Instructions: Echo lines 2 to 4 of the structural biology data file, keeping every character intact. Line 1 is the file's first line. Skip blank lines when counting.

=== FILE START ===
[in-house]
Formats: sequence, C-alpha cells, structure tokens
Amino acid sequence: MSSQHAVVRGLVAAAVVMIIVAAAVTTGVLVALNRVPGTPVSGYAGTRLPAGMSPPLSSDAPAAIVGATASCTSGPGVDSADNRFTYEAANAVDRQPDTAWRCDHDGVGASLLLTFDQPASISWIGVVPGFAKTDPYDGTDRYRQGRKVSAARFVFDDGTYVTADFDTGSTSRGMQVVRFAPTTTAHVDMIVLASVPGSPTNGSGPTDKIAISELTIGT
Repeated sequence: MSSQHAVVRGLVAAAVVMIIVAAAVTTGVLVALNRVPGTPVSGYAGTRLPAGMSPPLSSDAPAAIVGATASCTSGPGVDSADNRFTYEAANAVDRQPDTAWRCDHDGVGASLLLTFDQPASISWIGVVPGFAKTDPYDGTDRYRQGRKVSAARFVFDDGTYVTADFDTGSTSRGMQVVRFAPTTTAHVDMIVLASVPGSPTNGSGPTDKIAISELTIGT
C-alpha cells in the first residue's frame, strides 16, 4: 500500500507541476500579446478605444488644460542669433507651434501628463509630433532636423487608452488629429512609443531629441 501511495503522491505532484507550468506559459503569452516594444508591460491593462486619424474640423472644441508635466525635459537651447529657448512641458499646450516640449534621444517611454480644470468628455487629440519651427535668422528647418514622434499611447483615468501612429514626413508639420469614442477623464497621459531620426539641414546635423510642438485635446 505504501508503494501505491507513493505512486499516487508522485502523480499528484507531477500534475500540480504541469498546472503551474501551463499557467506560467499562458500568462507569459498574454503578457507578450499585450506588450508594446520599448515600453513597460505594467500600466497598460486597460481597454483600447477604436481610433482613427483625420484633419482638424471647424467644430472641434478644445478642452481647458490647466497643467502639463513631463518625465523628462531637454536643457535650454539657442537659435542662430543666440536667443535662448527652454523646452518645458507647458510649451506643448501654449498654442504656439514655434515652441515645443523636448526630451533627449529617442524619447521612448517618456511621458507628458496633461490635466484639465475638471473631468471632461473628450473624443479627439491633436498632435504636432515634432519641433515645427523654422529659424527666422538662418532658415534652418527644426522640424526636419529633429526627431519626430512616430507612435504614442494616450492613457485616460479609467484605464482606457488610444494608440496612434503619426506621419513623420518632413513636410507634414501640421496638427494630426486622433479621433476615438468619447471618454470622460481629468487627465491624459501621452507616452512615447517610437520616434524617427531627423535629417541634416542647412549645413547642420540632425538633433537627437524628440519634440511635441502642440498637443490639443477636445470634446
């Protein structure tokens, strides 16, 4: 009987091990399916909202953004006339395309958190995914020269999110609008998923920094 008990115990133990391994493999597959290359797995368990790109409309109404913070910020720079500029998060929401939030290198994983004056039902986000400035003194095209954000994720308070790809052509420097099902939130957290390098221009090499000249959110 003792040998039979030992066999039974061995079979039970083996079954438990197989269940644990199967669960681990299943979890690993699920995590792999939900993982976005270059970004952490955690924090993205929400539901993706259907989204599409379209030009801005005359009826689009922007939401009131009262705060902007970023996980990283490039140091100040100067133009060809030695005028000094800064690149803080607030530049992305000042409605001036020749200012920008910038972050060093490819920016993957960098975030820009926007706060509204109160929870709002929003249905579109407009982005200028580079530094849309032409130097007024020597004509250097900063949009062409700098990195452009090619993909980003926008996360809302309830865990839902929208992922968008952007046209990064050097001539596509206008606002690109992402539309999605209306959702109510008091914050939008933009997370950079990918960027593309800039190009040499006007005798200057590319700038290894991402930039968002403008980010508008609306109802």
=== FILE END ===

Formats: sequence, C-alpha cells, structure tokens
Amino acid sequence: MSSQHAVVRGLVAAAVVMIIVAAAVTTGVLVALNRVPGTPVSGYAGTRLPAGMSPPLSSDAPAAIVGATASCTSGPGVDSADNRFTYEAANAVDRQPDTAWRCDHDGVGASLLLTFDQPASISWIGVVPGFAKTDPYDGTDRYRQGRKVSAARFVFDDGTYVTADFDTGSTSRGMQVVRFAPTTTAHVDMIVLASVPGSPTNGSGPTDKIAISELTIGT
Repeated sequence: MSSQHAVVRGLVAAAVVMIIVAAAVTTGVLVALNRVPGTPVSGYAGTRLPAGMSPPLSSDAPAAIVGATASCTSGPGVDSADNRFTYEAANAVDRQPDTAWRCDHDGVGASLLLTFDQPASISWIGVVPGFAKTDPYDGTDRYRQGRKVSAARFVFDDGTYVTADFDTGSTSRGMQVVRFAPTTTAHVDMIVLASVPGSPTNGSGPTDKIAISELTIGT